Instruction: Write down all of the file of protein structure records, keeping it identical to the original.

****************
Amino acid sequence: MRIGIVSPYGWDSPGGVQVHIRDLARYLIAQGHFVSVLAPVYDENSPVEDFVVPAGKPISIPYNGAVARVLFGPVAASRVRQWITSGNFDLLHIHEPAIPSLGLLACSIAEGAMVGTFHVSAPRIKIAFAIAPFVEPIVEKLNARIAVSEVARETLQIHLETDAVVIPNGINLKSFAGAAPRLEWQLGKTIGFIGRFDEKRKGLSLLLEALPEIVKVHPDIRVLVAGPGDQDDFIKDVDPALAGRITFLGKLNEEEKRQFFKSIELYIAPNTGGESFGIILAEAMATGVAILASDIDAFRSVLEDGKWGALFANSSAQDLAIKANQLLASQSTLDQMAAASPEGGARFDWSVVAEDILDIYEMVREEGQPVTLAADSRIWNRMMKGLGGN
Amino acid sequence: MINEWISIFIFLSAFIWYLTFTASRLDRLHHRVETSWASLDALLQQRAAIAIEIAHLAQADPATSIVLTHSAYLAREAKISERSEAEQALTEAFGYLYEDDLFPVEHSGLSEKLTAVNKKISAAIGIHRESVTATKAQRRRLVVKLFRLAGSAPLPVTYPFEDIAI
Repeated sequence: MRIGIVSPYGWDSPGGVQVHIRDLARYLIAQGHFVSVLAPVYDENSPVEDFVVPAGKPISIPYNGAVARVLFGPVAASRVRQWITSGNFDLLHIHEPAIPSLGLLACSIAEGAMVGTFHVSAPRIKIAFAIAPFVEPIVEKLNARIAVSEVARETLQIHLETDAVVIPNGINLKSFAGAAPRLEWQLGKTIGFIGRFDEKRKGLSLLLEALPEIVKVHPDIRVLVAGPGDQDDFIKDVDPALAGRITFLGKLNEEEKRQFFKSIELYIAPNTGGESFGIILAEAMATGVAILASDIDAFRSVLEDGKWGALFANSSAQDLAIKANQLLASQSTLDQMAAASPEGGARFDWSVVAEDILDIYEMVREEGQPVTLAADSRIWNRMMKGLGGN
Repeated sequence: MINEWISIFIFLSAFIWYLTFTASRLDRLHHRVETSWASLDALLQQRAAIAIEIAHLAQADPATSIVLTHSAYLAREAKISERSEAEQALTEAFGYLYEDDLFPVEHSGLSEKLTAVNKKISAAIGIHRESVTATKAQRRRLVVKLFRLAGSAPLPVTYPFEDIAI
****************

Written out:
Amino acid sequence: MRIGIVSPYGWDSPGGVQVHIRDLARYLIAQGHFVSVLAPVYDENSPVEDFVVPAGKPISIPYNGAVARVLFGPVAASRVRQWITSGNFDLLHIHEPAIPSLGLLACSIAEGAMVGTFHVSAPRIKIAFAIAPFVEPIVEKLNARIAVSEVARETLQIHLETDAVVIPNGINLKSFAGAAPRLEWQLGKTIGFIGRFDEKRKGLSLLLEALPEIVKVHPDIRVLVAGPGDQDDFIKDVDPALAGRITFLGKLNEEEKRQFFKSIELYIAPNTGGESFGIILAEAMATGVAILASDIDAFRSVLEDGKWGALFANSSAQDLAIKANQLLASQSTLDQMAAASPEGGARFDWSVVAEDILDIYEMVREEGQPVTLAADSRIWNRMMKGLGGN
Amino acid sequence: MINEWISIFIFLSAFIWYLTFTASRLDRLHHRVETSWASLDALLQQRAAIAIEIAHLAQADPATSIVLTHSAYLAREAKISERSEAEQALTEAFGYLYEDDLFPVEHSGLSEKLTAVNKKISAAIGIHRESVTATKAQRRRLVVKLFRLAGSAPLPVTYPFEDIAI
Repeated sequence: MRIGIVSPYGWDSPGGVQVHIRDLARYLIAQGHFVSVLAPVYDENSPVEDFVVPAGKPISIPYNGAVARVLFGPVAASRVRQWITSGNFDLLHIHEPAIPSLGLLACSIAEGAMVGTFHVSAPRIKIAFAIAPFVEPIVEKLNARIAVSEVARETLQIHLETDAVVIPNGINLKSFAGAAPRLEWQLGKTIGFIGRFDEKRKGLSLLLEALPEIVKVHPDIRVLVAGPGDQDDFIKDVDPALAGRITFLGKLNEEEKRQFFKSIELYIAPNTGGESFGIILAEAMATGVAILASDIDAFRSVLEDGKWGALFANSSAQDLAIKANQLLASQSTLDQMAAASPEGGARFDWSVVAEDILDIYEMVREEGQPVTLAADSRIWNRMMKGLGGN
Repeated sequence: MINEWISIFIFLSAFIWYLTFTASRLDRLHHRVETSWASLDALLQQRAAIAIEIAHLAQADPATSIVLTHSAYLAREAKISERSEAEQALTEAFGYLYEDDLFPVEHSGLSEKLTAVNKKISAAIGIHRESVTATKAQRRRLVVKLFRLAGSAPLPVTYPFEDIAI